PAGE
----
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Blue Jays’ ability to grind at-bats crucial to ALDS sweep over the Rangers

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During the regular season, no team saw more pitches per plate appearance than the Blue Jays at 4.03. The major league average was 3.87. Over a full season, about 6,200 plate appearances, the difference between the Blue Jays and the league average amounts to nearly 1,000 pitches. As a result, not only did the Blue Jays lead the American League in walks (632) and rank third in on-base percentage, (.330), the Jays’ pitch selection helped them blast the third-most homers (221).

Blue Jays batters’ ability to grind at-bats was crucial to their 3-0 series sweep over the Rangers in the ALDS. Let’s start with Game 1.

Against starter Cole Hamels, who ended up lasting only 4 1/3 innings, Jays batters saw six or more pitches in an at-bat four times, raising Hamels’ total pitch count to 82 before he departed. Those four plate appearances resulted in a walk, a strikeout, an RBI single, and a three-run triple. They weren’t able to work the count much against Alex Claudio, who relieved Hamels, so the lefty wound up working 3 2/3 scoreless innings as a result. But Jose Bautista‘s three-run homer against lefty reliever Jake Diekman in the ninth that put the game away? That was the result of a six-pitch at-bat.

Let’s go to Game 2. Bautista worked a six-pitch at-bat against starter Yu Darvish that ultimately yielded a leadoff walk. He’d score shortly thereafter on a Troy Tulowitzki home run. Darvish would only last five innings, throwing a total of 84. That’s an average of 17 pitches per inning. Not exactly efficient. Darvish threw 23 pitches in the fateful fifth inning that bolstered the Jays’ lead from 2-1 to 5-1.

In Game 3, Ezequiel Carrera led things off by working a single on the sixth pitch he saw against starter Colby Lewis. Carrera would end up scoring and the Jays would force 23 pitches out of Lewis in the first frame. In the third, Carrera took five more pitches from Lewis and worked another single. Josh Donaldson followed up with a ground-rule double, chasing Lewis and forcing manager Jeff Banister to bring in reliever Tony Barnette. Edwin Encarnacion saw five pitches with the fifth pitch resulting in an RBI single.

Let’s flash forward to the bottom of the 10th inning, with the Jays and Rangers tied up at six apiece. Matt Bush was still on the mound for his third inning of relief. Donaldson ripped a double to right-center on the second pitch. Bush then intentionally walked Encarnacion to set up a double play. Bautista stepped to the plate and fell behind 1-2. In a 1-2 count against a pitcher who throws in the high 90’s like Bush does, it would be hard to fault a hitter for cheating by starting his swing early. Bautista, though, did not, taking two consecutive balls to work the count full. He’d ultimately strike out on the sixth pitch, Bush’s 34th of his stint. Bush threw 30-plus pitches only twice during the regular season: 33 against the Astros on August 7, and 31 against the Mariners on August 30.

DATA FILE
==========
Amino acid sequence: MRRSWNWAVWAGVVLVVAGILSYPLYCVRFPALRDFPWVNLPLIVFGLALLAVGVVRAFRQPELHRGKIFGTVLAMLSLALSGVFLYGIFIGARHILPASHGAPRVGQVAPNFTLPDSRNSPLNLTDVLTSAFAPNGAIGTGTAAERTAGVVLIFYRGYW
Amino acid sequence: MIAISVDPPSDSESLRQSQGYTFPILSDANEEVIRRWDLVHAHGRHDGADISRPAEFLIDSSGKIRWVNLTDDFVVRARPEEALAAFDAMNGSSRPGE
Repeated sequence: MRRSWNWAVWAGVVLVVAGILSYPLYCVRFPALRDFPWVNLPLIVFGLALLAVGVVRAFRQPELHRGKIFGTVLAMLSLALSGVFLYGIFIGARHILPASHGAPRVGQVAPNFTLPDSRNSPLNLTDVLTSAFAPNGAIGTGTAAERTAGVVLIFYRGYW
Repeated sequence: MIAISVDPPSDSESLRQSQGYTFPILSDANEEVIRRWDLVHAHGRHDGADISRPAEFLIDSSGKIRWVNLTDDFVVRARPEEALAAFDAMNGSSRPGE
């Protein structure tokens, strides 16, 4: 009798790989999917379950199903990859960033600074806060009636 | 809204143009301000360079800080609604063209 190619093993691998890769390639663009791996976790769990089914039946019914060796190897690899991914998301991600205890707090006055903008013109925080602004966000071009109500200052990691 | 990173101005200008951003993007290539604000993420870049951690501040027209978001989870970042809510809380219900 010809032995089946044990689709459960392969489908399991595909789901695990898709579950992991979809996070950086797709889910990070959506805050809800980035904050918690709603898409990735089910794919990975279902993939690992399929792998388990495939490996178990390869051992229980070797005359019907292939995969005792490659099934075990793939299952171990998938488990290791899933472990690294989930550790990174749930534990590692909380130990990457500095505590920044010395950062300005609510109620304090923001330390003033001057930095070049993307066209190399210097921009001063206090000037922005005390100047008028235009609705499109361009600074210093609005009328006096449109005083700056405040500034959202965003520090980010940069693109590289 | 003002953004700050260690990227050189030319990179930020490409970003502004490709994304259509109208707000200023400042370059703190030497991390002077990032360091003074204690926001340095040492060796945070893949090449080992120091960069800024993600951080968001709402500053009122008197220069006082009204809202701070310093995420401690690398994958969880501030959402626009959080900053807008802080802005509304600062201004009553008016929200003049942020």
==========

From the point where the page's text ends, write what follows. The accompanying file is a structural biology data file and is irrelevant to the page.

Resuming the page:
Martin, in what would become the final at-bat of the game, saw eight pitches from Bush. Like Bautista, he fell behind 1-2, then took two fastballs to work the count full. He fouled off two more fastballs before putting the eighth pitch in play. It should have been an inning-ending double play, but Rougned Odor made a throw wide of first base, allowing Donaldson to score on a heads-up base running play.

Let’s count it up: Jays batters saw 156 pitches in Game 1, 130 in Game 2, and 151 in Game 3. That’s a lot of pitches! Beyond extending an at-bat, allowing more opportunities for the pitcher to make a mistake, racking up the opposing starters pitch count can force him out of the game early. As a result, more strain is placed on the bullpen. Racking up the relievers’ pitch counts can mean they’re unavailable the next day or at the very least can’t be used for very long.

While the Blue Jays’ offense isn’t as good as it was last year, they still may be among the most frustrating for opposing teams to face. If you’re going to get them out, you’re going to break a sweat doing it. The Indians or Red Sox can’t be thrilled at the prospect of having to face them in the ALCS.

Oakland Athletics reverse course, will continue to pay minor leaguers

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Susan Slusser of the San Francisco Chronicle reports that Oakland Athletics owner John Fisher has reversed course and will continue to pay minor leaguers. Fisher tells Slusser, “I concluded I made a mistake.” He said he is also setting up an assistance fund for furloughed employees.

The A’s decided in late May to stop paying paying minor leaguers as of June 1, which was the earliest date on which any club could do so after an MLB-wide agreement to pay minor leaguers through May 31 expired. In the event, the A’s were the only team to stop paying the $400/week stipends to players before the end of June. Some teams, notable the Royals and Twins, promised to keep the payments up through August 31, which is when the minor league season would’ve ended. The Washington Nationals decided to lop off $100 of the stipends last week but, after a day’s worth of blowback from the media and fans, reversed course themselves.